Popular culture is not easy to address in depth. This issue's cover story on Oprah Winfrey presented special challenges to LaTonya Taylor, our editorial resident. During a reporting trip to Nashville, Taylor arrived at the barbershop of Oprah's father, Vernon Winfrey, for an interview. But Taylor discovered that a barbershop can be a difficult place for serious conversation. So at Vernon Winfrey's suggestion, Taylor climbed into a barber chair, pitching questions as he labored over her eyebrows.
Taylor has been thinking about Oprah since the mid-1980s, when Oprah brought the Winans onto her show. Taylor is a big fan of the Winans' music. "I was 6 or 7 at the time, and Oprah was an amazing American Dream story." Taylor's parents didn't mind if she watched television since she was the ultimate bookworm. Her parents would say to her, "Please put the book down. Do something besides read." So she began to write. By the time Taylor graduated from college, she had written for a community weekly in Ohio, The Columbus Dispatch, and Taylor University's Echo newspaper and Growth magazine.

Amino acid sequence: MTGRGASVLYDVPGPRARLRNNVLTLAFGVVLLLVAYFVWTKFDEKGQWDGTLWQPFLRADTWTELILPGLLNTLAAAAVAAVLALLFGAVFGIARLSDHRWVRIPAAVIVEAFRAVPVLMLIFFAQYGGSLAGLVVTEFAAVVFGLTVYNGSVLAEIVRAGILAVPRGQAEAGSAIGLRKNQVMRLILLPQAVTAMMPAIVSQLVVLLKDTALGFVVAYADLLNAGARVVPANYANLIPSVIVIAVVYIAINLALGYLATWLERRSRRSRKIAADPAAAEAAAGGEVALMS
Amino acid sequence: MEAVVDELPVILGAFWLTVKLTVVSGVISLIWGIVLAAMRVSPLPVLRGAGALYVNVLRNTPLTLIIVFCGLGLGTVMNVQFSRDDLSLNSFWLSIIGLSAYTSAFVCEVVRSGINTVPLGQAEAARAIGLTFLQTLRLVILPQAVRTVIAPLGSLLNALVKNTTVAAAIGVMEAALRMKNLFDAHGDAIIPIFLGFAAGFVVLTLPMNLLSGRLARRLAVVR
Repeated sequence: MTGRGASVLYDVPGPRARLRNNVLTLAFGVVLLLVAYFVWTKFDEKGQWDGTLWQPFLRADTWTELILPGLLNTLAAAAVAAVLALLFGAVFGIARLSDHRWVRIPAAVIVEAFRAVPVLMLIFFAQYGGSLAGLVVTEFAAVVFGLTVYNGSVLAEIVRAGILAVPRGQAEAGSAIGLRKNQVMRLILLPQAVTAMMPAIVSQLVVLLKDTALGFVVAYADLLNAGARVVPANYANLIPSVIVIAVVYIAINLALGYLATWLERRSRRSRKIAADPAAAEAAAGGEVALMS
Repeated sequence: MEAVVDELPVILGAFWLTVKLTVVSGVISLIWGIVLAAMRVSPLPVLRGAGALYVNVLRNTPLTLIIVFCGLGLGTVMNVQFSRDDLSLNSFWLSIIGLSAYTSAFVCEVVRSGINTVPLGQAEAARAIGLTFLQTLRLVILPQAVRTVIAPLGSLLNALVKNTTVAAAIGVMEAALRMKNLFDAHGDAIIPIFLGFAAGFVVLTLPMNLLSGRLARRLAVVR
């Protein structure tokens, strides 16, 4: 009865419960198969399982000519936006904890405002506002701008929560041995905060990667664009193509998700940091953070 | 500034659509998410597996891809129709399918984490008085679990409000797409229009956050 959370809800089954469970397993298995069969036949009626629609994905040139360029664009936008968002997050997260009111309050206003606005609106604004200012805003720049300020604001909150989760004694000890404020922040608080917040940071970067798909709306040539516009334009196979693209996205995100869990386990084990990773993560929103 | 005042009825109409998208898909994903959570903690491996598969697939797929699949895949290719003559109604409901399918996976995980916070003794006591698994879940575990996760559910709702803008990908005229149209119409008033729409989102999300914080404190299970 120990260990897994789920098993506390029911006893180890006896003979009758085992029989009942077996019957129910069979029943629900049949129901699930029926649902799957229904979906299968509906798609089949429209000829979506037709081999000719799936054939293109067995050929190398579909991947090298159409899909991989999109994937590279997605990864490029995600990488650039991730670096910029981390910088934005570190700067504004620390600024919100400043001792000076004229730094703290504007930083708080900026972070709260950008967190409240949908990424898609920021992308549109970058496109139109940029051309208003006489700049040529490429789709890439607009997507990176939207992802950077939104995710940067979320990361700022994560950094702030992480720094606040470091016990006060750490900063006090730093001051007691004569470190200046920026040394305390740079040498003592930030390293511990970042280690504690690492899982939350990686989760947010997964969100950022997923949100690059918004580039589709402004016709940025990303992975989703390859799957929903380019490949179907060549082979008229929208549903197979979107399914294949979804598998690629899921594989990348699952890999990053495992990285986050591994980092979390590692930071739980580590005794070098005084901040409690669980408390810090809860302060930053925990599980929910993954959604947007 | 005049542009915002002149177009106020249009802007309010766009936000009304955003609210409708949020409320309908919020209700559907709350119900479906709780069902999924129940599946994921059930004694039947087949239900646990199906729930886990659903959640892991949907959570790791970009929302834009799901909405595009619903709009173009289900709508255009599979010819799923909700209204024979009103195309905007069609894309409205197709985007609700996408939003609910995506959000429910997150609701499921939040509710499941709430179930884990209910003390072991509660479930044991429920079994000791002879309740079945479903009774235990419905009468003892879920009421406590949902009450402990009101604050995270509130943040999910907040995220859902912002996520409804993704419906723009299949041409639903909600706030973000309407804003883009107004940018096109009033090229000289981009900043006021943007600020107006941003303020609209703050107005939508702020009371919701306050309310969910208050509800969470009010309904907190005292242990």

Taylor says she has maintained an intense interest in popular culture. As she began to look at it more critically, she remembered something that an elderly pastor told her. "He said when it comes to understanding pop culture, 'You need a knife, fork, and spoon.' A knife to cut it up, a spoon to set aside, and a fork for input. He said to me, 'Be relevant, but don't compromise.' "
After the terrorist attacks of September 11, many American Christians were surprised to see talk shows explore faith, forgiveness, and the teachings of Islam. But Oprah, drawing on her upbringing at Nashville's Progressive Missionary Baptist Church, did much more than that. ...1